Define Your Own Social Branding ‘Game’

In a recent post (“Chris Brogan Ain’t No Friend Of Mine”), Ben Lucier discusses a Twitter dialogue he had with Chris and introduces his comparison of LinkedIn network building ‘methods’ by breaking it down to two kinds of people; The Trusted Network Builder and the Unknown Network Builder. Ben goes on to suggest that CB is in the latter group because of his recent open invitation to anyone and everyone to ‘connect’ with him on the ‘professional’ social platform.

Professional Social Personal Branding - LinkedIn

Ben’s post has since been tweeted and retweeted as you would expect with anything mentioning CB as many people rush to argue against some of the points and others in support of Ben’s suggestions that CB is not exactly living up to his ‘Trust Agent’ status by, effectively, breaking LinkedIn’s rules of engagement (only connecting with people you actually ‘know’).

I think (perhaps) the bulk of the argument is because Chris is the ‘Trust Agent’ many of us have learned a thing or two from over the years (I certainly have and I appreciate it), and because of his status among the social bloggers and ‘teachers’ of what is social media fair game and what is downright shady.

Any opportunity to have a pop at CB?

It seems that any opportunity to have a pop at CB, or to mention his name in a blog post, seems to get fingers typing frantically by everyone wanting to be the first to hit the blogosphere with some hot gossip that will bring the traffic flooding to read all about it.

Is it just creating hype for the sake of hype?

Is it just bloggers hyping up a ‘story’ for the one and only objective of getting their own name out there and generating traffic? Can CB not say or do anything without 17,000 retweets bringing up the rear like an army of ants following the leader?

I’m not having a go at Ben as he has had a clear and public to-and-fro discussion with Chris about the LinkedIn issue and Chris has been obliging with his responses – oh, here’s the dialogue;

The Tweets that started the debate:

This rant all started a few days ago when Chris asked on Twitter “Are we connected on LinkedIn? use: linkedin @ chrisbrogan . com for my email.”

Ben Lucier then asked: “I find LinkedIn is more valuable when people who actually know each other connect. Seems like you don’t agree?

Chris: “I don’t agree. I think that threading a network such that you’re 2 away is also a value.

Ben: “I’ve struggled with that. I’ve defaulted to LinkedIn’s rule of “Only connect with ppl you know”. Seems that’s about to change.

And Chris ended the dialogue with: “oh, I’d never tell you to break a rule. : )

Nudge nudge, wink wink?

Having read that, I guess Ben had the right to mention the discussion on his blog just to clear up any loose ends and, as we all like to do, publicise his thoughts – and to perhaps evoke opinions and get other readers’ thoughts on the questions;

Is CB breaking the rules of LinkedIn? Is CB right or wrong?

But, my question is: Is it relevant? We all have a choice about how we ‘do’ our marketing, branding and connecting. I think a lot of blogs and a heck of a lot of tweets and rewteets are started by the blog writers themselves to stir up some buzz around their latest blog posts. Using a bit of ‘name dropping’ to get some traffic.

Chris Brogan on LinkedIn

What I find funny is that, normally, when someone Tweets or ReTweets someone else’s material or posts, they include @name somewhere, but when a ‘known’ name is used, the retweeter makes sure they mention the entire name – usually dropping the ‘@’ altogether… Duh! Why?

If you’re gonna give credit to someone, at least have the decency to include the @name with a link to that person.

As an example, I just counted 64 retweets of something about network activity and every one of them used CB’s full name and none had @chrisbrogan in the tweets.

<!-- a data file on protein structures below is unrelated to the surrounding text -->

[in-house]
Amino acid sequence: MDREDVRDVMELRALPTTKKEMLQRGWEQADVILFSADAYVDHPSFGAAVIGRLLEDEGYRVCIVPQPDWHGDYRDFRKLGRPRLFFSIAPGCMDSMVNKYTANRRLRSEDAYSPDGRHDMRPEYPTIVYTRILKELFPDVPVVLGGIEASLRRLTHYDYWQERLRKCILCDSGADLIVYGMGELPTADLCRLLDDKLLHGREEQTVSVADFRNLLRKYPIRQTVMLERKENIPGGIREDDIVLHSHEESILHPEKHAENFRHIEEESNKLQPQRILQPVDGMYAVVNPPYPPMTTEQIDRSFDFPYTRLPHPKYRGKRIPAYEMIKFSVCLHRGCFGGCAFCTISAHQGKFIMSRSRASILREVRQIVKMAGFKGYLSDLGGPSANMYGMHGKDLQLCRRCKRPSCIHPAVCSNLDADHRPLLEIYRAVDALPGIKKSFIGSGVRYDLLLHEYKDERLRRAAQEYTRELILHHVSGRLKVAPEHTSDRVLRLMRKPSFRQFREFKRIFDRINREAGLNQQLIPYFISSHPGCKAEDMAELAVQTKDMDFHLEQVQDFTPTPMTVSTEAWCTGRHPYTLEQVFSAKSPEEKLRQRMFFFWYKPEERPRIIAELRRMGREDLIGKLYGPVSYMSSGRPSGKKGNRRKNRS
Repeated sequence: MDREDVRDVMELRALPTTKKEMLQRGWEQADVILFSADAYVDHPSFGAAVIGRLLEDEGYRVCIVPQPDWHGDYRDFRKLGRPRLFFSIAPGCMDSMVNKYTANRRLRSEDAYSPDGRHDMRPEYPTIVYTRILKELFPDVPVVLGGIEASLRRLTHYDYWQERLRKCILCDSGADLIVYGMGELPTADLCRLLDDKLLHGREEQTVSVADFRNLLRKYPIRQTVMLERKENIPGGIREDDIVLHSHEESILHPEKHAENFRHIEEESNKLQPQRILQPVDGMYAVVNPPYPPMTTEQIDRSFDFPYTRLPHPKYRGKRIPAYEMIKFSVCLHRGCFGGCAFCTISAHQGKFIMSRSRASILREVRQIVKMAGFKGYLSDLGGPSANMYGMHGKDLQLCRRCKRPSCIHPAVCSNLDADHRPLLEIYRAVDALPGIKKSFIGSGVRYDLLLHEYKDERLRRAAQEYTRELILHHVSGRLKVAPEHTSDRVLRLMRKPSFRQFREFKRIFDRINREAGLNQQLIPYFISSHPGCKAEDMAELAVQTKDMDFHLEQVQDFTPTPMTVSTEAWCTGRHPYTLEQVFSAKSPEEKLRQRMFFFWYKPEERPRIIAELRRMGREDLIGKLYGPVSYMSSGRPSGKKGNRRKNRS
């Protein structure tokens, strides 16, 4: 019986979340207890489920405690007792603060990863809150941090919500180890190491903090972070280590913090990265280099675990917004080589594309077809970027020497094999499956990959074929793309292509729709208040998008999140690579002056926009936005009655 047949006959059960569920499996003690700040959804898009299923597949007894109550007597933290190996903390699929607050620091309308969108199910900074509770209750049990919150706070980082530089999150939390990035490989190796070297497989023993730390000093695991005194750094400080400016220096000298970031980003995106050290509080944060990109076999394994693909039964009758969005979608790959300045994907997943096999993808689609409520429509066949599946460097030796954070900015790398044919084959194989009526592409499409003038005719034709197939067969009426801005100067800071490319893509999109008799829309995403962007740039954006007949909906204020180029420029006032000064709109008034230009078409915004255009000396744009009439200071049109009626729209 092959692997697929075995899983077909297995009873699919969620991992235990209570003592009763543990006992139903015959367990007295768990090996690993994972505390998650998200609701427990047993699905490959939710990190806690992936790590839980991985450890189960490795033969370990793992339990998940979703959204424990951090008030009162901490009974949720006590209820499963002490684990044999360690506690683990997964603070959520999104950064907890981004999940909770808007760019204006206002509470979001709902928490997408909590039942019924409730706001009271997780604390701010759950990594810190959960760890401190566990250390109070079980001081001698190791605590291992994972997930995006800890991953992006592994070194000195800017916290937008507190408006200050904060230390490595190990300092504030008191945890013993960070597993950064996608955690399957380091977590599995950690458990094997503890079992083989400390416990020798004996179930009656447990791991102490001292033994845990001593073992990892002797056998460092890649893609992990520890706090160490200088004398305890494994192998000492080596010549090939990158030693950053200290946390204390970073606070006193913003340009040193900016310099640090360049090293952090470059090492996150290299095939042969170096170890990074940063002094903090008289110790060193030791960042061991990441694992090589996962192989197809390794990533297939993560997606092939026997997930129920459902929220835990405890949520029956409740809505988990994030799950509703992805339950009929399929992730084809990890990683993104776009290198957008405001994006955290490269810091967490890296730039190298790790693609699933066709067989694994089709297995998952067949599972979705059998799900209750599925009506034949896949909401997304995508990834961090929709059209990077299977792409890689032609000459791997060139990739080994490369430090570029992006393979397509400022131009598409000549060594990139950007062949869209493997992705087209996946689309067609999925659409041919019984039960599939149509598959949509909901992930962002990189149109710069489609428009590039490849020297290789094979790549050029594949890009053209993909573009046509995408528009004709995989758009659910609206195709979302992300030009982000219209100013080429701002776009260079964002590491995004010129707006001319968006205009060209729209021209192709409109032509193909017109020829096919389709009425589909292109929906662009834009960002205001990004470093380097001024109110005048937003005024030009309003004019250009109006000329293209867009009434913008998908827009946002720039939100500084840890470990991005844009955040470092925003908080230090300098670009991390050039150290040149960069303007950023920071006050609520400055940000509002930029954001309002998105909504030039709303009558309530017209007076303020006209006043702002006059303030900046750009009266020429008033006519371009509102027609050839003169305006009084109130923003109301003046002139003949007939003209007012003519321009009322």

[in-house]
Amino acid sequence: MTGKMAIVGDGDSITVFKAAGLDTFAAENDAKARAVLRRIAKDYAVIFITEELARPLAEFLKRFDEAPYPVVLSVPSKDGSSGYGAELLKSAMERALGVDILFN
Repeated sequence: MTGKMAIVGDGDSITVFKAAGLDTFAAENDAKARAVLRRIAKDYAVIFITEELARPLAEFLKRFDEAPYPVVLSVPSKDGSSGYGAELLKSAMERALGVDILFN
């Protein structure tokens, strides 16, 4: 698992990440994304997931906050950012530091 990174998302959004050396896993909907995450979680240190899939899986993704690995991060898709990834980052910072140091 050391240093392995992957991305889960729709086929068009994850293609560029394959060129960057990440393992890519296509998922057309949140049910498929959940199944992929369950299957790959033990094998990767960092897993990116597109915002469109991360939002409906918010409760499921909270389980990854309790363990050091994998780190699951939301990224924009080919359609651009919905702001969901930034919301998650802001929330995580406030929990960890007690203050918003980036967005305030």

Unlike many folks, I rarely tweet my own posts. If it’s something worth tweeting then I hope my readers will tweet it. If someone like CB has an opinion, I hope they’ll notice the post and pop by and leave their two-pence worth (or two-cents worth on t’other side of the pond)…

Maybe that’s not the ideal way of generating ‘buzz’ but it’s my way and that’s ‘my game’… Hence, whatever CB chooses to do is his ‘game’ and I’m sure if it works he’ll blog about it and if it doesn’t work he may not… but my guess is that he would.

Attention giving in social media is nice but… is it happily received?

I’m sure CB likes some of the attention but as he doesn’t come across to me as a guy who needs his ego stroking on a daily basis by tens of thousands of cling-ons, I wonder if it actually bugs him from time to time. I bet, when he’s away from the cameras he has moments when he thinks to himself “crap will you lot stop sucking up to me”… I certainly would.

What’s Your ‘Game’?

But, I digress (ADD moment) – Chris has his own ‘game’ and whatever he does seems to work for him.

Is ‘mass-connectivity’ breaking rules at LinkedIn?

Perhaps. But we see rules being broken all the time. If it wasn’t CB doing it no-one would give two-hoots ‘cos there’d be no social associational value in ranting on about ‘Mr Nobody’ who broke some rules, would there?

Chris gives good advice about how to use many social platforms and he does provided a simplified ‘how to’ for social branding (personal branding on a professional level) on LinkedIn – see “How To Use LinkedIn Effectively“. Does that mean he shouldn’t sway from his own advice occasionally and try something different? No. If we all stuck with the same ‘game’ we’d never figure out if something else works too…

But let’s get back to the main issue: Ben’s post – it’s actually quite ‘thought provoking’.

unknown network builder“, as a concept, is what happens on Twitter all the time – connections with people who connect with ‘us’ for no reason other than to look popular… “Well, he connected with me so I connected with him (or her)” sort of thing.

But, referring to LinkedIn (after-all, Twitter is a numbers game and I didn’t think LinkedIn was), if you or I land on the profile of someone we ‘trust’ and see thousands of connections, we want to trust those connections but perhaps we can’t. If someone has a handful, a few dozen or maybe a hundred (or so) connections we can assume that the person who made those connections does, in fact, trust each and every one of the connectees… but if there’s hundreds, thousands even, it would be no surprise for us to wonder how one can person seriously vouch for each of them?

How can one person know them all?

Therefore the full trust of the initial connection becomes somewhat diluted – especially when the person we thought we ‘trusted’ is going against the whole principle of becoming ‘known’, being ‘liked’ and building ‘trust‘.

While I am a CB fan (yes I have the books and the t-shirt) I have had a couple of really interesting online exchanges with Chris and rate him as an honest, genuine guy but, while ‘making his own game‘ does confuse me somewhat with the 120,000 ‘connections’ on Twitter and the unknown amount of ‘connections’ on linkedin.